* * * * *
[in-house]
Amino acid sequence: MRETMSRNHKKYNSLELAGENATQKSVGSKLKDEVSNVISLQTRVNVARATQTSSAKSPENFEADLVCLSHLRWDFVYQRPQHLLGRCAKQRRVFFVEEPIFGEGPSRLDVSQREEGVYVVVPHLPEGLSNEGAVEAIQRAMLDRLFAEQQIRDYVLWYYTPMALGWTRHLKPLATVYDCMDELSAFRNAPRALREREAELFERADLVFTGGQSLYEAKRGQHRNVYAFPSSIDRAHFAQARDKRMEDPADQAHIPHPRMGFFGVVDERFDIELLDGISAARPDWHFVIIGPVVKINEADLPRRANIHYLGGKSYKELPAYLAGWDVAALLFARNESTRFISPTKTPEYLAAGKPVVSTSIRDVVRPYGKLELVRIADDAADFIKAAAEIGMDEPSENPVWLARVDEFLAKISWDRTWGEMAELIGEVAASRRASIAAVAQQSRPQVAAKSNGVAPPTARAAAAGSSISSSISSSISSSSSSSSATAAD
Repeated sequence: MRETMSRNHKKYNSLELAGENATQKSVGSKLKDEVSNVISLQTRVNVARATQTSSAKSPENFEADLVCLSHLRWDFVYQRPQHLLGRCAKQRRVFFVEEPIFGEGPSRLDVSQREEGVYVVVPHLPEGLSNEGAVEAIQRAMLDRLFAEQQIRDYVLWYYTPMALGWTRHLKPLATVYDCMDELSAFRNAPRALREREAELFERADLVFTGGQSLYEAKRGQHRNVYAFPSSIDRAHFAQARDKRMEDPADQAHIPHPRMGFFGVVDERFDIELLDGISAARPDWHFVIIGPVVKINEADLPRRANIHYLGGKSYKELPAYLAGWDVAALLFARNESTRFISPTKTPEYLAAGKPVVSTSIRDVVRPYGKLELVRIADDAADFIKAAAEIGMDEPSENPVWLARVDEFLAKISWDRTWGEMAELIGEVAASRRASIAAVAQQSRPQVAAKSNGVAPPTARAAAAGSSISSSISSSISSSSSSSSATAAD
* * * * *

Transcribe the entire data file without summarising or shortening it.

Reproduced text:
[in-house]
Amino acid sequence: MRETMSRNHKKYNSLELAGENATQKSVGSKLKDEVSNVISLQTRVNVARATQTSSAKSPENFEADLVCLSHLRWDFVYQRPQHLLGRCAKQRRVFFVEEPIFGEGPSRLDVSQREEGVYVVVPHLPEGLSNEGAVEAIQRAMLDRLFAEQQIRDYVLWYYTPMALGWTRHLKPLATVYDCMDELSAFRNAPRALREREAELFERADLVFTGGQSLYEAKRGQHRNVYAFPSSIDRAHFAQARDKRMEDPADQAHIPHPRMGFFGVVDERFDIELLDGISAARPDWHFVIIGPVVKINEADLPRRANIHYLGGKSYKELPAYLAGWDVAALLFARNESTRFISPTKTPEYLAAGKPVVSTSIRDVVRPYGKLELVRIADDAADFIKAAAEIGMDEPSENPVWLARVDEFLAKISWDRTWGEMAELIGEVAASRRASIAAVAQQSRPQVAAKSNGVAPPTARAAAAGSSISSSISSSISSSSSSSSATAAD
Repeated sequence: MRETMSRNHKKYNSLELAGENATQKSVGSKLKDEVSNVISLQTRVNVARATQTSSAKSPENFEADLVCLSHLRWDFVYQRPQHLLGRCAKQRRVFFVEEPIFGEGPSRLDVSQREEGVYVVVPHLPEGLSNEGAVEAIQRAMLDRLFAEQQIRDYVLWYYTPMALGWTRHLKPLATVYDCMDELSAFRNAPRALREREAELFERADLVFTGGQSLYEAKRGQHRNVYAFPSSIDRAHFAQARDKRMEDPADQAHIPHPRMGFFGVVDERFDIELLDGISAARPDWHFVIIGPVVKINEADLPRRANIHYLGGKSYKELPAYLAGWDVAALLFARNESTRFISPTKTPEYLAAGKPVVSTSIRDVVRPYGKLELVRIADDAADFIKAAAEIGMDEPSENPVWLARVDEFLAKISWDRTWGEMAELIGEVAASRRASIAAVAQQSRPQVAAKSNGVAPPTARAAAAGSSISSSISSSISSSSSSSSATAAD